Kurt Sutter has been enjoying his life in quarantine as the Sons of Anarchy creator has hosted multiple open forums where fans of the show have flooded him with questions. He has answered everything from details behind the series' biggest twists-and-turns to future plans he has, including plans for a sequel series pertaining to the Jax Teller's sons.
One of the show's actors, Timothy V. Murphy, who appeared for three seasons as Galen O'Shea, decided to get in on the fun of Sutter's Q-and-A sessions. Murphy posed a question towards him in regards to how Sutter decides how each character dies. In the series, Murphy's role comes to an end in Season 6 thanks to a bullet from leading man, Jax Teller. Sutter provided quite an interesting response.
"Your question... it's always about the story," Sutter wrote on Twitter after first telling Murphy he misses him and offering to go on a socially-distanced ride. "I don't like killing my babies. But if the story justifies it and it serves the mythology — then a motherf—er has to drop. The only time it's not story-driven is if an actor is unhappy and wants out of the show. I never want to force anyone to be there. It's antithetical to the creative process. That was the case for Johnny Lewis. I like Johnny a lot. I thought he was an amazing talent. And I thought Halfsack was a great character, but Johnny wasn't happy. He wanted to be free to explore other opportunities. So we let Halfsack go out bravely and nobly."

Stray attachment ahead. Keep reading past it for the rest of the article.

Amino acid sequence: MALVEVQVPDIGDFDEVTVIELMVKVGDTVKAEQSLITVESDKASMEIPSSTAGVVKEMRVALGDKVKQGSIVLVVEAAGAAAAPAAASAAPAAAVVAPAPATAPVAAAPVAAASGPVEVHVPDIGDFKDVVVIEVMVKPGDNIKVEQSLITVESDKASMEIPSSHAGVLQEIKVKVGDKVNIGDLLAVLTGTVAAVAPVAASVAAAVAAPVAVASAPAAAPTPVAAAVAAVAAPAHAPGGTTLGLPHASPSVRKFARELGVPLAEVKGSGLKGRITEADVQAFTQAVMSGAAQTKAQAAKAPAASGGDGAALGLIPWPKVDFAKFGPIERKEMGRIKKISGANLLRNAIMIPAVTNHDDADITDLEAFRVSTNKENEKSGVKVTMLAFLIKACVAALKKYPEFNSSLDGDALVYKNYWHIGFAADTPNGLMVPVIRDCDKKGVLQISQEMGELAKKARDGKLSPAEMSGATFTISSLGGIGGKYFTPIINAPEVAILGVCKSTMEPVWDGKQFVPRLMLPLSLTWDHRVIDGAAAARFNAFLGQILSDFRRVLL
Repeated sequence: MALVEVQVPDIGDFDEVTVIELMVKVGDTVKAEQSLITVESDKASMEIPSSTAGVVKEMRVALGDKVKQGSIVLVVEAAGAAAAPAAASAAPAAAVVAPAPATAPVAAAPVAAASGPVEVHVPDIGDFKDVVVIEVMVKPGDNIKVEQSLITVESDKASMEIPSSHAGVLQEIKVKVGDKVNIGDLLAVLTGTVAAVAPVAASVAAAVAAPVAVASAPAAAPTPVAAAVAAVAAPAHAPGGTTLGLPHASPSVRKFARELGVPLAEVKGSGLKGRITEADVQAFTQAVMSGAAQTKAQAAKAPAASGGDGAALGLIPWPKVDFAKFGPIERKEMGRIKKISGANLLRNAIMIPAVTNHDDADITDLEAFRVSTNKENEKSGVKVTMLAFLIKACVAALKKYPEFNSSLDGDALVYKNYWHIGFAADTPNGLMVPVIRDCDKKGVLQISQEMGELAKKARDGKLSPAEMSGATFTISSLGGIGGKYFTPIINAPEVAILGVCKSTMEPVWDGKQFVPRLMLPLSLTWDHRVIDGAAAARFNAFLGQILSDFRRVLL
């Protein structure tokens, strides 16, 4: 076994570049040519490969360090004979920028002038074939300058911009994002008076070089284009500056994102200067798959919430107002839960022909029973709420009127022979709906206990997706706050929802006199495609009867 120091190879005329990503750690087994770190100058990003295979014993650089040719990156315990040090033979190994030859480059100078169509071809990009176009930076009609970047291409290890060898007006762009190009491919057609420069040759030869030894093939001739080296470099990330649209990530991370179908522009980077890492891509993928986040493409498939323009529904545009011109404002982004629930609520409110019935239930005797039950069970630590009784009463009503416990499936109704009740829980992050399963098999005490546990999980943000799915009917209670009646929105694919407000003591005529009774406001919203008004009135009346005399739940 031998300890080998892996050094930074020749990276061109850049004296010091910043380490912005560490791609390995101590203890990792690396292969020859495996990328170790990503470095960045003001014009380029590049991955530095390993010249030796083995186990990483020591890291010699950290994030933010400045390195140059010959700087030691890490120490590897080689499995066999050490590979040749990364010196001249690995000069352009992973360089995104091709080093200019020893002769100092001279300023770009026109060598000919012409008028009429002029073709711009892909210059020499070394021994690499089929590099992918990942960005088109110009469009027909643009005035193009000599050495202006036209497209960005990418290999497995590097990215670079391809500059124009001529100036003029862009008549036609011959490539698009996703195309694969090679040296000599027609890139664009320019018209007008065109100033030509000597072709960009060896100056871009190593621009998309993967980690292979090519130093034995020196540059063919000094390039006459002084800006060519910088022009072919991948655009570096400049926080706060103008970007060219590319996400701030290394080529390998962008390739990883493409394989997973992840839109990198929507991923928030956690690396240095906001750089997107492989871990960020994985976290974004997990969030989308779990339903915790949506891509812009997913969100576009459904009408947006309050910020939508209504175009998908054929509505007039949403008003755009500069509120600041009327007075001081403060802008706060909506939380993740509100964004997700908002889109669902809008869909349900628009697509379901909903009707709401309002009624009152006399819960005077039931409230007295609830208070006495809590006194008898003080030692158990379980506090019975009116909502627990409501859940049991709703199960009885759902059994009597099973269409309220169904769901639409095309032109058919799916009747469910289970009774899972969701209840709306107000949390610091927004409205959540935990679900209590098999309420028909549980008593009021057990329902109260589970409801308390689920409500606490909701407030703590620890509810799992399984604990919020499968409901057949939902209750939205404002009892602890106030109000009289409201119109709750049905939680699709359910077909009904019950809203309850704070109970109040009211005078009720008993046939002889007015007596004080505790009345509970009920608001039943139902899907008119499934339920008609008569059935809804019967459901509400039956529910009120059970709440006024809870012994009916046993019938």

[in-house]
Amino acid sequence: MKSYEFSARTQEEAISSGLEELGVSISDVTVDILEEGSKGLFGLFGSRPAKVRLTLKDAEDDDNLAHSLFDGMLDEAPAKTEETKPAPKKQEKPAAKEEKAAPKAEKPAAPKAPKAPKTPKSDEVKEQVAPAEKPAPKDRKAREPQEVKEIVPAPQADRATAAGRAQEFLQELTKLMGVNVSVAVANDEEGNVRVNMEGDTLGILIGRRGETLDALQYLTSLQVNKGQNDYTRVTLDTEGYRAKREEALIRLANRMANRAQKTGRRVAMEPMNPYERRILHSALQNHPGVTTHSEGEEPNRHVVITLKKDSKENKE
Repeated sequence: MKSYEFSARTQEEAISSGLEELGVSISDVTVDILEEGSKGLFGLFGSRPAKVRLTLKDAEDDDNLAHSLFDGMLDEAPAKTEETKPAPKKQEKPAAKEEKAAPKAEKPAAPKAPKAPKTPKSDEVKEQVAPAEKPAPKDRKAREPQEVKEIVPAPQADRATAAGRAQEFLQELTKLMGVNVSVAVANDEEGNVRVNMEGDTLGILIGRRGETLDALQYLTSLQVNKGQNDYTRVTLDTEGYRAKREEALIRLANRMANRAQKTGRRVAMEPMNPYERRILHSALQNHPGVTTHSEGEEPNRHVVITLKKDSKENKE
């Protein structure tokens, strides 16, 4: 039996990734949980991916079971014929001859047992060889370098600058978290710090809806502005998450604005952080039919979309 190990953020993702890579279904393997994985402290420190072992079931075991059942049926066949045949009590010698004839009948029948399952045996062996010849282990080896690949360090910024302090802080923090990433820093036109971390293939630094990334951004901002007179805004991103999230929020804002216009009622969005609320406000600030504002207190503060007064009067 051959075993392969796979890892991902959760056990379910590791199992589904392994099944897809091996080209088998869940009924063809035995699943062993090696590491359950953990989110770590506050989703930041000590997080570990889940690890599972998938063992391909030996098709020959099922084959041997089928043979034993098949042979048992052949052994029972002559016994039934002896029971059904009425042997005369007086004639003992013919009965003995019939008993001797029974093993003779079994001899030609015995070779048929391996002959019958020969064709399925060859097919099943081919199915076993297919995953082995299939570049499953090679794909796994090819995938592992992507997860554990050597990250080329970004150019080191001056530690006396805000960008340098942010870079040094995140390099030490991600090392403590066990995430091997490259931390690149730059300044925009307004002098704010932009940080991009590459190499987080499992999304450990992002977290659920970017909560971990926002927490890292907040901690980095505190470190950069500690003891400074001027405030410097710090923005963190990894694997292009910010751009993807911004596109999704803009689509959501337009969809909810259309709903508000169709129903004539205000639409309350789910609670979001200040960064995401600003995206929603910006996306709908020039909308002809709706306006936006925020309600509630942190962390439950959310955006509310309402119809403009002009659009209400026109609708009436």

When mentioning the "socially distanced" motorcycle ride, Sutter once again was displaying his concerns amid the coronavirus pandemic. He took a hard stance in a recent Instagram post about people who are disregarding the protective measures of wearing a facial covering. In his message, Sutter said, "If you leave the house without a mask, you are not only risking your health, you are risking my f—ing health." He received some backlash in the comment sections for being so direct and the choice of words he used.
He provided an update to his caption concerning the negativity he was seeing. Sutter admitted his words weren't the best but that his message remained the same. "Wearing a mask not only protects my health, it’s also an indication of respect," he wrote. "So when I see my neighbors and I’m wearing a mask, I’m saying I not only care about my health, I care about yours and your family’s health. I care about my community, my city, my state and my country."
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